This is a deeply patriotic novel, my love letter to America. Should our differences lead to open war, the results will be beyond anything we can imagine, yet even now people clamor for secession without understanding what that would mean. While politics forms a backdrop to this book, it is essentially apolitical, a look at a conflict more than a hundred years in the making through the eyes of heroes, villains, and the innocent.

TEARS OF ABRAHAM will be released in March 2016, published by Post Hill Press and distributed by Simon & Schuster.

http://www.amazon.com/Sean-T.-Smith/e/B00IKHPGEK

No Safe Place

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No safe place is left these days
Though I wish it wasn’t true
Hunkered, shaking, in silent cold
A piece of me in you
Amid the ruins and bleached bones
This world gone insane
Bitten, bleeding, dying, dark
In the end betrayed

It wasn’t really you
I try to believe
Like the thing I am becoming
Won’t truly be me
Maybe we’re all hungry
And that’s how it’s always been
The ones that take big pieces
Are the ones we let in
I’m turning
Yearning
http://www.amazon.com/Objects-Wrath-Sean-T-Smith/dp/1618682245/ref=sr_1_1?ie=UTF8&qid=1428375401&sr=8-1&keywords=objects+of+wrath

Jamie Mason’s Guest Blog: Canadian vs. American Post-Apocalyptic Visions

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DEATH OF A NATION Canadian vs. American Post-Apocalyptic Visions

by Jamie Mason

Broken windows stretch to the horizon. A noxious twist of grimy smoke clutches the clouds and a stench of bodies – the piled carnage of the City’s dead, an odor to corkscrew even the heartiest stomachs – lies heavily on the street. A door opens in a darkened shop-front and a man swathed in camouflage steps into view carrying an automatic rifle. The pearl-colored light reflects in his mirrored shades and the red, white and blue of his shoulder patch provides the only flash of color in an afternoon the hue of gun-metal and sorrow. A noise. He spins, bringing the rifle to bear … and is brought up short by the sight of a young, unarmed woman with a backpack slung over one shoulder, a maple leaf sewn into its pocket flap. She grins and flashes a peace sign. 1. The journey inevitably influences the traveller. But it is equally true that the traveler defines the journey. This is never more true than in the post-apocalyptic genre. One of my favorite films is the oft-overlooked 1985 gem REVOLUTION, starring Al Pacino. When Tom Dobb, the illiterate fur trapper Pacino plays, sails into New York Harbor on the eve of the War of Independence, he sums up the chaos unfolding in the streets tersely: “New York, goin’ crazy.”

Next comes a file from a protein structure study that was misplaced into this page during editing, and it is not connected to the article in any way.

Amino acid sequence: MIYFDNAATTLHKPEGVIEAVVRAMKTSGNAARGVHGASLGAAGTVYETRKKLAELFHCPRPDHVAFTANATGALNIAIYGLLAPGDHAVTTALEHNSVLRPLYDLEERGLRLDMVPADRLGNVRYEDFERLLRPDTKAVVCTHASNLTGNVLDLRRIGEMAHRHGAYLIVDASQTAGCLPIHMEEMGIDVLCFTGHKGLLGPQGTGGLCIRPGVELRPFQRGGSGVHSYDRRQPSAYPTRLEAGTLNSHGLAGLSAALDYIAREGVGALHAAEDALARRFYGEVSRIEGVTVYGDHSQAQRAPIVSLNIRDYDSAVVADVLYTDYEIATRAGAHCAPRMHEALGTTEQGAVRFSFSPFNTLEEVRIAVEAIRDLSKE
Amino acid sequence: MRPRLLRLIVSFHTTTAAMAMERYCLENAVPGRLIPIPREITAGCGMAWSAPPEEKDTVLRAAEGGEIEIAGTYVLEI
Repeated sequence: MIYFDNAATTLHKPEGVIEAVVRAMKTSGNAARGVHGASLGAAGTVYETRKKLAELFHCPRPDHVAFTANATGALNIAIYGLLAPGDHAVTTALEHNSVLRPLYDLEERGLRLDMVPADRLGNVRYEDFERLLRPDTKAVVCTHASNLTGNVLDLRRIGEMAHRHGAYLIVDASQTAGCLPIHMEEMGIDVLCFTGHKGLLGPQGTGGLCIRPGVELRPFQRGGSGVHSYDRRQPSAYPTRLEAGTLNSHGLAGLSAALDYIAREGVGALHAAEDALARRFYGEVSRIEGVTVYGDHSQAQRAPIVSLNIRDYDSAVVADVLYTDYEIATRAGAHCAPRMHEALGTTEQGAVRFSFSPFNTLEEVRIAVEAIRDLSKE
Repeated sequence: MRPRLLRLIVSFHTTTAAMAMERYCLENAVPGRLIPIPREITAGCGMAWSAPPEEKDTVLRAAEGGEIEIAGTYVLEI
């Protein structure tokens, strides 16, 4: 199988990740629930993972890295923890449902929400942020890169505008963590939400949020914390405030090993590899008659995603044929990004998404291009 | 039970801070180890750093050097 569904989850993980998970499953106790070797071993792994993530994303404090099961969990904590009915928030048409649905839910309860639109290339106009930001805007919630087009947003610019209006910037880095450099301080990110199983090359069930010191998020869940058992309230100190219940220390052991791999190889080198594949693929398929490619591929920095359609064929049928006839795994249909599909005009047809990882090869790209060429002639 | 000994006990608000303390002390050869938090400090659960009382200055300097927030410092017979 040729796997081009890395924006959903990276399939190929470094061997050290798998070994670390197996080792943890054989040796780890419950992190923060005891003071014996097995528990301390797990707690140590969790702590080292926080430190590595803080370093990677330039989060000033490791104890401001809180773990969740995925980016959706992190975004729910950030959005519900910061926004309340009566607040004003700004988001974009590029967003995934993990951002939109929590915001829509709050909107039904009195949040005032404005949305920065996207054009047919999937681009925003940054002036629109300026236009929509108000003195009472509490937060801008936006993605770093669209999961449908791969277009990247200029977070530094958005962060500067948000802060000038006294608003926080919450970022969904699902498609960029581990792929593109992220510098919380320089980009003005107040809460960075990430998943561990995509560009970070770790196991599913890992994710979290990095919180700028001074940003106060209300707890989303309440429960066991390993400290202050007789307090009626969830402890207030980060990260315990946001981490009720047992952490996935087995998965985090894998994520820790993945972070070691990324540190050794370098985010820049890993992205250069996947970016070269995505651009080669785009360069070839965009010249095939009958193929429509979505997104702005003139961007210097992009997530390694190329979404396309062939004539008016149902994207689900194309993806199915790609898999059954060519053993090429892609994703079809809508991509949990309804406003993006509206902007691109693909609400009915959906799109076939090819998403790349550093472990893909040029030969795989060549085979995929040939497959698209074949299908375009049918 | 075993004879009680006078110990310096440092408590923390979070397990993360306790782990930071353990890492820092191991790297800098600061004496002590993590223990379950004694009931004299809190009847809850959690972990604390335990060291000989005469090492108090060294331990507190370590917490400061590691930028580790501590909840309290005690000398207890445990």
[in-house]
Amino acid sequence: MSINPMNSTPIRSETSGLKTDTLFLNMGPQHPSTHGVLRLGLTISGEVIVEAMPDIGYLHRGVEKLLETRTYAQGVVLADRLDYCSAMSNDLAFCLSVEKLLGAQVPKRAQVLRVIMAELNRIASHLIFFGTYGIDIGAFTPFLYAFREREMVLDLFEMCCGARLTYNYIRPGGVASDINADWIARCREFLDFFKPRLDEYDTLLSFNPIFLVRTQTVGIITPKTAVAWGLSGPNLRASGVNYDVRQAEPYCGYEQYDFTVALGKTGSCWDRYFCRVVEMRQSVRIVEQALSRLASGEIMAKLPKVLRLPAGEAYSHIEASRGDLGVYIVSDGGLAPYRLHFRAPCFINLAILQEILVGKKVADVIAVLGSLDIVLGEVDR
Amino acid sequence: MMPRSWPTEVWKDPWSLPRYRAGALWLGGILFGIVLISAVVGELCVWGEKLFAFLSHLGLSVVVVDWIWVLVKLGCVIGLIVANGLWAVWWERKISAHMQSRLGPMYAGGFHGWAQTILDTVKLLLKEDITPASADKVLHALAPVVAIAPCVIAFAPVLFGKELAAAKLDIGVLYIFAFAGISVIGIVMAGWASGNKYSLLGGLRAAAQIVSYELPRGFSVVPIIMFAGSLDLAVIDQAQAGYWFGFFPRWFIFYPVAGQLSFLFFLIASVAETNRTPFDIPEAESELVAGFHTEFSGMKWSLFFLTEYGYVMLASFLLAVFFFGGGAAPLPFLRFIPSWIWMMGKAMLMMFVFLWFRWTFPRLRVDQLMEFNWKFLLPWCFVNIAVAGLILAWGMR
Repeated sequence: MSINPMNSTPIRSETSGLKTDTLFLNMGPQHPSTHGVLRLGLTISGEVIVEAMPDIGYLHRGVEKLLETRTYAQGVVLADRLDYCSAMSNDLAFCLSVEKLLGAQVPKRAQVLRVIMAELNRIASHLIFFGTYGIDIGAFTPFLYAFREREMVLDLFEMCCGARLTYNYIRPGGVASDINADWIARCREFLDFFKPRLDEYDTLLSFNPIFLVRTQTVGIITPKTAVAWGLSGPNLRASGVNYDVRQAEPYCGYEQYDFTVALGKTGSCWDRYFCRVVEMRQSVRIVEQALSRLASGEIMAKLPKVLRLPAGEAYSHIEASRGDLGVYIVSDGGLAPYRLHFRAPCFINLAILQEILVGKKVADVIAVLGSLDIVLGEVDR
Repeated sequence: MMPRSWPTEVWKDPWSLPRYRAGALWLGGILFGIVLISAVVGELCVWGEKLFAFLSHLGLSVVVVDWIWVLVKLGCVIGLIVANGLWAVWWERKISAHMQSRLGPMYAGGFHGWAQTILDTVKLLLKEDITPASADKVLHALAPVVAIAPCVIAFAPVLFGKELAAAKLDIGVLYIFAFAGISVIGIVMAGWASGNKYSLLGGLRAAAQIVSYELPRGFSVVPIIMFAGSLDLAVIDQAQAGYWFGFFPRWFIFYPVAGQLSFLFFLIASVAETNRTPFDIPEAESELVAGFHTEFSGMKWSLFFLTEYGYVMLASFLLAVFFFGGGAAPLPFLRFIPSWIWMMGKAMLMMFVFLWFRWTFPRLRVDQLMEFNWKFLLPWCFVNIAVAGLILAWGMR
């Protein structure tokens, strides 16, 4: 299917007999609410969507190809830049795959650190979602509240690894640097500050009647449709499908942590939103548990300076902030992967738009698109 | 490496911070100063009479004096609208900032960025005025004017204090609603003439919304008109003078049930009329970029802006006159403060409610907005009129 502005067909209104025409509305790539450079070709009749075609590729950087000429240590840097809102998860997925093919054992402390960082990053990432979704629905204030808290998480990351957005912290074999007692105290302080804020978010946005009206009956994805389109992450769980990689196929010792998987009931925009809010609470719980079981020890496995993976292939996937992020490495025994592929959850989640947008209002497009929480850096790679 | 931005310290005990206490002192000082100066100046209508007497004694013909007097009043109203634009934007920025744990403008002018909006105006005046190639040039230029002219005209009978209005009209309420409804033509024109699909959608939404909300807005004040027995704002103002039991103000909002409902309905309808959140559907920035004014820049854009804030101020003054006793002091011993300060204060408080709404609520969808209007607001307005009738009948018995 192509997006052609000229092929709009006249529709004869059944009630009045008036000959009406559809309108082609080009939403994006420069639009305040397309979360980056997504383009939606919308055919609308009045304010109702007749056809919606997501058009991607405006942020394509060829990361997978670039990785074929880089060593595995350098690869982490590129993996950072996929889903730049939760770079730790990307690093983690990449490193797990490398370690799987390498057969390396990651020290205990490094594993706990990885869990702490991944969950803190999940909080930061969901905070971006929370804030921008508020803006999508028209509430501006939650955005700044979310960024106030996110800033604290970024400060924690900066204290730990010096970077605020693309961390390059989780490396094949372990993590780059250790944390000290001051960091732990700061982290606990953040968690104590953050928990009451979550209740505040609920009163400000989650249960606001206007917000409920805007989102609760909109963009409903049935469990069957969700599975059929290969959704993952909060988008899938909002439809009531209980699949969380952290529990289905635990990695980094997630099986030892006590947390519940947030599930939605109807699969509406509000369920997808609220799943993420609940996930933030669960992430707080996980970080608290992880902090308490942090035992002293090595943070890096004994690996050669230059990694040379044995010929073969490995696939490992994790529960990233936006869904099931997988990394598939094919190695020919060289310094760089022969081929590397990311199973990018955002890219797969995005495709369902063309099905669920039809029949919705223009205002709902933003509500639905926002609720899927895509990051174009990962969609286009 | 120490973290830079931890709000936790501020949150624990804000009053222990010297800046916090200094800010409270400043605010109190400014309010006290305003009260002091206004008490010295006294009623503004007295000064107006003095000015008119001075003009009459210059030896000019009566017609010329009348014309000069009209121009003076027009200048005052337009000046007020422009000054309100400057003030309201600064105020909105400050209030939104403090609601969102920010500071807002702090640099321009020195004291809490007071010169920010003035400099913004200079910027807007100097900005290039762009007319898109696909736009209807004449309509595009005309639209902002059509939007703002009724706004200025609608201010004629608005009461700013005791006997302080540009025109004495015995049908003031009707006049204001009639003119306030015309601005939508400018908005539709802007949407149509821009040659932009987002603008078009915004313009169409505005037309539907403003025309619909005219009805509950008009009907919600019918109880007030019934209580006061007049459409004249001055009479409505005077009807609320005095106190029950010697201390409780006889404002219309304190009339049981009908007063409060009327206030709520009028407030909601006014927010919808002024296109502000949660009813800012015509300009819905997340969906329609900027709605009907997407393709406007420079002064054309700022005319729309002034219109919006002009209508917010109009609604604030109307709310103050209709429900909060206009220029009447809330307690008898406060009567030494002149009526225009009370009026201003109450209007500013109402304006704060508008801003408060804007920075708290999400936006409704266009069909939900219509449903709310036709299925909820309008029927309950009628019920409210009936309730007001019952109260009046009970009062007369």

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The opening scene of that film confounds every expectation by painting the launch of the American Revolution with images of unimaginable brutality and human ugliness. Mobs smash British shop-windows, tear down statues of the King and (sadly for Tom) confiscate boats for the cause. Although history has vindicated the wisdom of the American Revolution as a critical step in the advancement of human freedom, I can’t help believing that the film’s portrayal is likely accurate. Strip away the historical bunting, and America was basically a colony that revolted against its landlords. Its birth was midwifed in a blaze of gunfire and death. War is war and, no matter how noble the cause, it’s always certain to unleash a level of apocalyptic violence. Canada’s birth was more ambiguous. We came into existence two short years after the end of the American Civil War, the result of a process that began in direct response to that conflict. By the time the British North America Act was passed, Canada was a sprawl of disconnected communities, ripe for annexation by a vigorous and ambitious neighbor. Invasions had been attempted five times in two previous wars and there was no reason to expect it wouldn’t happen again. (Indeed, a few of Lincoln’s generals lobbied for it.) Independence from a war-weary Britain seemed the most prudent way to secure the national welfare. Negotiations were lengthy and complex, tangled in British legal red-tape and impeded by competing colonial claims. Sir John A. MacDonald, our first Prime Minister, rose to lead a nation that was still very much unexplored and only just beginning to understand itself. Canada very literally emerged, blinking and uncertain, from the mists of the historical wilderness into a deafening silence.

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2. In our beginning lies our end. These two emergence narratives have served to shape, fundamentally, the contrasting American and Canadian visions of the post-apocalypse. I would hold that while television shows like THE WALKING DEAD and JERICHO and novels like WORLD WAR Z and THE PERSEID COLLAPSE portray a uniquely American apocalypse, Canadian equivalents such as ORYX & CRAKE, the collected stories of FRACTURED: TALES OF THE CANADIAN POST-APOCALYPSE and my own KEZZIE OF BABYLON (Permuted Press, March 2015) offer an equivalent Canadian vision unique in its own right. While there will always be an appetite for American entertainment north of the border, our American friends might be surprised to learn how our apocalyptic visions differ.

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http://www.amazon.com/Kezzie-Babylon-Jamie-Mason-ebook/dp/B00U1WUGDI/ref=asap_bc?ie=UTF8

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http://www.amazon.com/Fractured-Canadian-Post-Apocalypse-Anthology-Number-ebook/dp/B00N01MPAE/ref=sr_1_1?ie=UTF8&qid=14279